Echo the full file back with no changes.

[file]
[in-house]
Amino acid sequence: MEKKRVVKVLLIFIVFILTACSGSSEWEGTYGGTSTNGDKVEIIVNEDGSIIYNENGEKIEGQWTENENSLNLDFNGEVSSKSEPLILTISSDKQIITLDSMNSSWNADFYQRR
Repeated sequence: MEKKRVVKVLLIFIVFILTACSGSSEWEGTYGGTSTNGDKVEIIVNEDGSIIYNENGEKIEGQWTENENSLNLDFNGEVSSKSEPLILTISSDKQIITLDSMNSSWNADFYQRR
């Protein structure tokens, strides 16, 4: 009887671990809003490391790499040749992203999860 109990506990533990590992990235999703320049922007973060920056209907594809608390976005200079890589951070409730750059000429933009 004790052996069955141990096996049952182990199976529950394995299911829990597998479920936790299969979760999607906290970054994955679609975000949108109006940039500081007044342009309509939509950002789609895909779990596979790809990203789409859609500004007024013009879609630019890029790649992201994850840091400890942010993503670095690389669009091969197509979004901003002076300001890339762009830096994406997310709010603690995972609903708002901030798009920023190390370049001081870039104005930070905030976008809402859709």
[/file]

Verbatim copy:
[in-house]
Amino acid sequence: MEKKRVVKVLLIFIVFILTACSGSSEWEGTYGGTSTNGDKVEIIVNEDGSIIYNENGEKIEGQWTENENSLNLDFNGEVSSKSEPLILTISSDKQIITLDSMNSSWNADFYQRR
Repeated sequence: MEKKRVVKVLLIFIVFILTACSGSSEWEGTYGGTSTNGDKVEIIVNEDGSIIYNENGEKIEGQWTENENSLNLDFNGEVSSKSEPLILTISSDKQIITLDSMNSSWNADFYQRR
């Protein structure tokens, strides 16, 4: 009887671990809003490391790499040749992203999860 109990506990533990590992990235999703320049922007973060920056209907594809608390976005200079890589951070409730750059000429933009 004790052996069955141990096996049952182990199976529950394995299911829990597998479920936790299969979760999607906290970054994955679609975000949108109006940039500081007044342009309509939509950002789609895909779990596979790809990203789409859609500004007024013009879609630019890029790649992201994850840091400890942010993503670095690389669009091969197509979004901003002076300001890339762009830096994406997310709010603690995972609903708002901030798009920023190390370049001081870039104005930070905030976008809402859709």